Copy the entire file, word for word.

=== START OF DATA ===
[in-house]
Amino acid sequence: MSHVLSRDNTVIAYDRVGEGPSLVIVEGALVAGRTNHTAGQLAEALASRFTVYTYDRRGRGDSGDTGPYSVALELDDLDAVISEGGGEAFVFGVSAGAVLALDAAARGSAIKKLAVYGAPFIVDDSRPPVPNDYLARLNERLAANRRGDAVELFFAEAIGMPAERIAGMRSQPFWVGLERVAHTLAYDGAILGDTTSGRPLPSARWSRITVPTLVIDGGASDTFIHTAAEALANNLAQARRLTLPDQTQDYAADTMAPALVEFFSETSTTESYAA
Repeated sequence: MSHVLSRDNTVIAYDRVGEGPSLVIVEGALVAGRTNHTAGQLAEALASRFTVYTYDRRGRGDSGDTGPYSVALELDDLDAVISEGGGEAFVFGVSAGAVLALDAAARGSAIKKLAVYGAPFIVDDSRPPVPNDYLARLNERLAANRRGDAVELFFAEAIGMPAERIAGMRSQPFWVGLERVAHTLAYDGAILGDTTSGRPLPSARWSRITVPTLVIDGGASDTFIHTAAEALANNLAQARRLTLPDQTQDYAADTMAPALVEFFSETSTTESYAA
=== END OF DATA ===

[in-house]
Amino acid sequence: MSHVLSRDNTVIAYDRVGEGPSLVIVEGALVAGRTNHTAGQLAEALASRFTVYTYDRRGRGDSGDTGPYSVALELDDLDAVISEGGGEAFVFGVSAGAVLALDAAARGSAIKKLAVYGAPFIVDDSRPPVPNDYLARLNERLAANRRGDAVELFFAEAIGMPAERIAGMRSQPFWVGLERVAHTLAYDGAILGDTTSGRPLPSARWSRITVPTLVIDGGASDTFIHTAAEALANNLAQARRLTLPDQTQDYAADTMAPALVEFFSETSTTESYAA
Repeated sequence: MSHVLSRDNTVIAYDRVGEGPSLVIVEGALVAGRTNHTAGQLAEALASRFTVYTYDRRGRGDSGDTGPYSVALELDDLDAVISEGGGEAFVFGVSAGAVLALDAAARGSAIKKLAVYGAPFIVDDSRPPVPNDYLARLNERLAANRRGDAVELFFAEAIGMPAERIAGMRSQPFWVGLERVAHTLAYDGAILGDTTSGRPLPSARWSRITVPTLVIDGGASDTFIHTAAEALANNLAQARRLTLPDQTQDYAADTMAPALVEFFSETSTTESYAA